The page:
Now it’s my turn

I have been studying and using FreeBSD since 2004. And one of my servers saw different epochs and respective migrations along this road: csup, long nights of world & kernel build, ports src build, portupgrade, portmaster, binary freebsd-update, svnlite, pkgng, git, and a couple of hardware upgrades.

And always it was a rock solid experience — flawless upgrades got this server from 5 to 11 through the years. But, according to the following law, I’ve faced my failure day finally.

Anything that can go wrong will go wrong.
— Murphy's Law

The issue

Sep, 2021. The server was on 11.4 and its EoL is by the end of Sep 2021. The server had no major updates for quite a while. Because of this fact, my ordinary human brain decided that it’s better to avoid long jumps and do the smallest step first — upgrade to 12.0. Okay, this is a personal non-critical server, why not:

  • freebsd-update -r 12.0 upgrade

  • freebsd-update install

  • reboot

  • freebsd-update install

And the last one started to rain with core dump messages.

My analysis told me that I was trying to go backward in time. 11.4 was released in June 2020 while 12.0 is from Dec 2018. Usually, this server had frequent updates, and there was no need to question the length of a jump. But this time the server was sitting on 11 till the very end of the branch, and things became a bit tricky.

The solution

My very first desire was to get it back to working 11.4, to do the longer jump, and upgrade it to the latest 12.2.

This host is the eldest among my servers — it has no root ZFS to cast a bectl spell to revive it. And it’s based on journaled soft-updates UFS — no snapshots respectively (hello from 2023: UFS+suj has got snapshots support!).

Okay, freebsd-update seems to have a rollback action, I had never used it before and the first attempt to run it failed. I re-checked the manual and my environment — looked like I invoked it with the correct arguments, but anyway, it could not do what I needed. Hmm…​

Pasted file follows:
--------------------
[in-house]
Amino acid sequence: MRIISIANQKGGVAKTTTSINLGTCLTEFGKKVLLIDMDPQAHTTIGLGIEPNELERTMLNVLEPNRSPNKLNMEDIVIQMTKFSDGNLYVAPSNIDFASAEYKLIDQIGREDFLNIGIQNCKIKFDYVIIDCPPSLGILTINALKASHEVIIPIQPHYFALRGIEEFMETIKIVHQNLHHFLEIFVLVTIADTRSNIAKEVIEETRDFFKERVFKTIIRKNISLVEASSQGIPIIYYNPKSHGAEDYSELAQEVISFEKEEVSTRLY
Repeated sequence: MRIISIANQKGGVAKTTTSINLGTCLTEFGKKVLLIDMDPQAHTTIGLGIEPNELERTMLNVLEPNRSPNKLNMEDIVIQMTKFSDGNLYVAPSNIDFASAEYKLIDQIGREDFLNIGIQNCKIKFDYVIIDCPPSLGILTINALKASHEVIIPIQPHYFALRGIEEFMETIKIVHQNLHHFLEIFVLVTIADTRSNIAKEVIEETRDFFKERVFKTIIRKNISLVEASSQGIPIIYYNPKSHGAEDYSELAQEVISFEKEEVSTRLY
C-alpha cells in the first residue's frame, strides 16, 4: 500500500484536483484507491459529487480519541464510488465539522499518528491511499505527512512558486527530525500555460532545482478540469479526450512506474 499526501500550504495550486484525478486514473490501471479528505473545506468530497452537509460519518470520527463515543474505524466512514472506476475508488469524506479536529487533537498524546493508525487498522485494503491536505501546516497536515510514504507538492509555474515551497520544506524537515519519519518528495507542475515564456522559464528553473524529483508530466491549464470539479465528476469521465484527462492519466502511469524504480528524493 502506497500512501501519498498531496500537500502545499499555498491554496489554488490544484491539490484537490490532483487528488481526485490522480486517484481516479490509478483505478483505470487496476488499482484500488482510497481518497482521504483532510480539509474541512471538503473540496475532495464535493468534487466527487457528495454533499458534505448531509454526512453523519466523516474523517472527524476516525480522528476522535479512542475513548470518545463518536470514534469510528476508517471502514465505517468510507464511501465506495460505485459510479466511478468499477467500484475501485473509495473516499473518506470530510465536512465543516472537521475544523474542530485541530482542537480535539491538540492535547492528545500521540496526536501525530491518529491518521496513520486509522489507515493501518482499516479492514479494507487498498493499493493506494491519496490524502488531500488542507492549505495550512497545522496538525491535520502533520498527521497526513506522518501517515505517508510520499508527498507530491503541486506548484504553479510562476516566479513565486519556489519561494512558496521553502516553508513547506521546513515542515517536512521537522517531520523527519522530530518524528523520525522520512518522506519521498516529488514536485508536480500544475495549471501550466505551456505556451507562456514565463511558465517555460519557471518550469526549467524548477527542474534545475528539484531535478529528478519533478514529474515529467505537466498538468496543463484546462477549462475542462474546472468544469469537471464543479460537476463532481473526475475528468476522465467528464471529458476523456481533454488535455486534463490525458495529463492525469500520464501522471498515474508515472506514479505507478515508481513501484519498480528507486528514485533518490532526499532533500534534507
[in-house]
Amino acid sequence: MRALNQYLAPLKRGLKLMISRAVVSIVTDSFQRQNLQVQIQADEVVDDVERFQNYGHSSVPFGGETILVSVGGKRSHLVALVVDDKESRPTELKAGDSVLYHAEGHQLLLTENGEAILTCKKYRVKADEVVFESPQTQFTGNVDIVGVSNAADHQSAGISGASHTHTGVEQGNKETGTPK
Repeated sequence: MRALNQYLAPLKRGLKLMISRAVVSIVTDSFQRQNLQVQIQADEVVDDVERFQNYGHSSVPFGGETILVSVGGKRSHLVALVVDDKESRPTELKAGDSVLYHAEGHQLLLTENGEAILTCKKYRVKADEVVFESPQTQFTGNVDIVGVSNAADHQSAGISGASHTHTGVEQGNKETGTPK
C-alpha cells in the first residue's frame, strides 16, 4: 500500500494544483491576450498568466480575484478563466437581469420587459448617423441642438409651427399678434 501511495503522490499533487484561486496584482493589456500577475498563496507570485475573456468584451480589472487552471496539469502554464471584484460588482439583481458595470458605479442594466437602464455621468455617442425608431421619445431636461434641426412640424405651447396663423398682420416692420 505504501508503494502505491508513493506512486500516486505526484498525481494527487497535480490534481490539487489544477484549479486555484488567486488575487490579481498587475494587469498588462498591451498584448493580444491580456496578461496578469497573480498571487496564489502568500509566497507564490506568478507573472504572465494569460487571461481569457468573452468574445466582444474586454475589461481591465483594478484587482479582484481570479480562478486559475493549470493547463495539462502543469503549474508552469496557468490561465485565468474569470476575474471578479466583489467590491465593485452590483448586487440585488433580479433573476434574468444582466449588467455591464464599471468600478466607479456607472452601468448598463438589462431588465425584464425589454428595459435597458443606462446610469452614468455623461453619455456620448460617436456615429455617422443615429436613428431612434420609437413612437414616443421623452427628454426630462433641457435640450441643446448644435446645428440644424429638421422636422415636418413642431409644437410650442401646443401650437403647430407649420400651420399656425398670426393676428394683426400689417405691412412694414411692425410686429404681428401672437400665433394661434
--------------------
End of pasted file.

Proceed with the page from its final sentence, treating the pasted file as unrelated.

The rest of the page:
A non-surprise and frequent thing that happens with open source projects — we do open the sources to read them :). freebsd-update turned out to be a shell script — a sigh of relief. In addition, it is a well-written, structured, and documented shell script. I quickly got the idea of what was my roadblock. As long as the target system was in a non-usable state and I was doing this rollback running another instance of FreeBSD from a USB flash drive, my target filesystem to tinker with was mounted as /mnt, and the script’s default behavior was around usual root /. Also, I found that the script uses naming for its files imbued with some path hashing. As an outcome of my code reading, I had to simply help it with a correctly named symlink to an existing directory beneath /var/db/freebsd-update:

ln -s install.<specific-dir> "$(echo /mnt/ | sha256 -q)-rollback"

After that, it worked like a magic:

freebsd-update -b /mnt/ -d /mnt/var/db/freebsd-update/ -f /mnt/etc/freebsd-update.conf rollback


Well, another case — another +1 to experience. Also, it’s turned out to be a good idea to share my way of handling this case — others faced absolutely the same issue and my inputs were found helpful.


Copyright © Igor Ostapenko
(handmade content)

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